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By LegalEdge News

Using Profiling and Automated Decision Making

Do you use (or are you thinking of using) profiling or automated decision making in your online business practices?  If so, are you compliant with data protection legislation? 

What is it and how does it work?   

Profiling is the automated processing of personal information to evaluate certain things about a person, such as analysing an individual’s personality, behaviour, interests and habits through their online activity. It’s then used to make predictions or decisions about them.  For example, an online retailer may use profiling to look at your past purchases so they can offer you other similar goods. Or not so positively, an insurance company may refuse cover based on your health or driving history using profiling. 

Automated decision-making is just that – making a decision using solely automated means, without any human involvement. For example, an online decision to award a loan. Profiling can be part of an automated decision-making process.  

Both processes collect and analyse large amounts of personal data using algorithms, artificial intelligence (AI) and/or machine learning to find correlations between data sets and then build links between different behaviours and attributes. They then create profiles and predict behaviours based on those profiles.

Does GDPR regulate these activities and how? 

Yes. The General Data Protection Regulation (GDPR) applies to all automated individual decision-making and profiling. It distinguishes between automated decision making that is used to make decisions that have a ‘legal or other similarly significant effect’ and those that don’t.  Those that do are decisions that adversely affect someone’s legal rights, such as a decision not to pay someone housing benefits that may be available by law. Or examples of decisions that have a similar adverse effect are a refusal of an online credit application or rejecting a candidate in an e-recruiting process based on an online aptitude test that has no human intervention.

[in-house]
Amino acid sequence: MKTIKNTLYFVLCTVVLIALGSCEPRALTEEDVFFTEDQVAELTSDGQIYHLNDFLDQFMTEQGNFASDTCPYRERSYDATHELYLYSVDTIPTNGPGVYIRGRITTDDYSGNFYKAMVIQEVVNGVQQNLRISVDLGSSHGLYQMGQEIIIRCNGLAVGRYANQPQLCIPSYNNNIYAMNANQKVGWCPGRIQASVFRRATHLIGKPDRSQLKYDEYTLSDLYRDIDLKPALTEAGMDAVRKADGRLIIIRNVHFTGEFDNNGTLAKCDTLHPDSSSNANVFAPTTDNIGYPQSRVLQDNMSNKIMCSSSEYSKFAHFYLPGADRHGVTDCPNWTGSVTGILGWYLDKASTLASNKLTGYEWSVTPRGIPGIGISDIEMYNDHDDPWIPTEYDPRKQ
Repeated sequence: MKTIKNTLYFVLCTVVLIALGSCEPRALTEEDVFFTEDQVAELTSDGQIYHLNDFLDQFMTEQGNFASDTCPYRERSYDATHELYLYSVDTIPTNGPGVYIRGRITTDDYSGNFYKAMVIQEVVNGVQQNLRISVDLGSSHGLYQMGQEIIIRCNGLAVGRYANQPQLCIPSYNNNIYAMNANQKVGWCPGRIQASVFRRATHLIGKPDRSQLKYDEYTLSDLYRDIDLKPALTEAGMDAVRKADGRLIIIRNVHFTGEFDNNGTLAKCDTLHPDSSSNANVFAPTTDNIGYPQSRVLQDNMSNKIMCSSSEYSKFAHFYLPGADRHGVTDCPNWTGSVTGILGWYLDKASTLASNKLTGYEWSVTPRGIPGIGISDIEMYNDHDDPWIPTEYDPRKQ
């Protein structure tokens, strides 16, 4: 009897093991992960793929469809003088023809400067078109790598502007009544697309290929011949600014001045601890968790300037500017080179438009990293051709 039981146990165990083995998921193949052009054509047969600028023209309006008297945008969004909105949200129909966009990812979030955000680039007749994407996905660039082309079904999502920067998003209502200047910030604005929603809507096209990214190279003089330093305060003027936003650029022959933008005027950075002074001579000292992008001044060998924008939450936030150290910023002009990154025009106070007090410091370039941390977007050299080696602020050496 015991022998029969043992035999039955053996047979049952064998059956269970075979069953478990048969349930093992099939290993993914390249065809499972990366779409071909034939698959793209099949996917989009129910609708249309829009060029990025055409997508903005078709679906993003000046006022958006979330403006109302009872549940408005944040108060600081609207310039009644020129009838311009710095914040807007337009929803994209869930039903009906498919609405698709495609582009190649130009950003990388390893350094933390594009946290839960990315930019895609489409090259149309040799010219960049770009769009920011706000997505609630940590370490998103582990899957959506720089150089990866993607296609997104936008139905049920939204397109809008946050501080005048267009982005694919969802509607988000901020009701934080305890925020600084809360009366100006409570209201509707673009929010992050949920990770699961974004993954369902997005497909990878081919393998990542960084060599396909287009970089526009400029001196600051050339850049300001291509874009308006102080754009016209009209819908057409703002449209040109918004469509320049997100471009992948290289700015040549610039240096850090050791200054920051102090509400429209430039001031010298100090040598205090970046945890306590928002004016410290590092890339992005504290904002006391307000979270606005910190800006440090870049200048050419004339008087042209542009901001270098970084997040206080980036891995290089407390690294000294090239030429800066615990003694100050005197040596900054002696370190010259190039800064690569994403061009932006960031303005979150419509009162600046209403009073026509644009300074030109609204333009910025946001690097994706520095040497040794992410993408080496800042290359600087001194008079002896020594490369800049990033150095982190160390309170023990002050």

Under the GDPR, if you are using profiling or automated decision making to make decisions that have a legal or other similar significant effect you can only do so if:     

  • it’s necessary for the entry into or performance of a contract
  • it’s required by law, for example for fraud or tax evasion monitoring or
  • you have obtained a person’s explicit consent

And if you can do so under one of the bases above, you must 

  • tell people you are doing it; 
  • take steps to prevent errors, bias and discrimination and carry out regular checks to ensure your systems are working properly; and
  • give people simple ways to ask for human intervention or challenge a decision.

If you use special category personal data (i.e. personal data that needs more protection because it is sensitive), the rules are stricter and you can only do so with explicit consent or to protect a vital interest. The processing of health data related to COVID-19, for example, may be allowed  to protect the vital interest of people, but the measures taken will still need to be fair and not discriminate.  

If you are not using profiling/automated decision making for decisions having a legal or significantly similar effect, you can do so, but you still have to comply with GDPR principles, such as recording your lawful basis for doing so, having processes in place so people can exercise their rights and letting them know about their rights to object and how to do so. 

Have a look at the following short video from Aphaia (the data protection experts) which provides more detail.

What else should you consider?

Because profiling and automated decision making is considered high risk under the GDPR, you should run a Data Protection Impact Assessment and a Legitimate Interest Assessment to show you’ve identified and assessed the risks and how you will address them. Where processing involves AI an AI Ethics Assessment should also be run – click here for more detail. 

The ICO has published detailed guidance here.

It’s worth noting that other laws may also apply. One example is recruitment, where there’s a growing use of AI, algorithms and chatbots to target, screen and even help interview candidates.  Compliance with relevant employment and equality laws will also be important to avoid discrimination/bias.

And if you’re still unsure about your use of profiling and/or automated decision making please get in touch by emailing for further help. 

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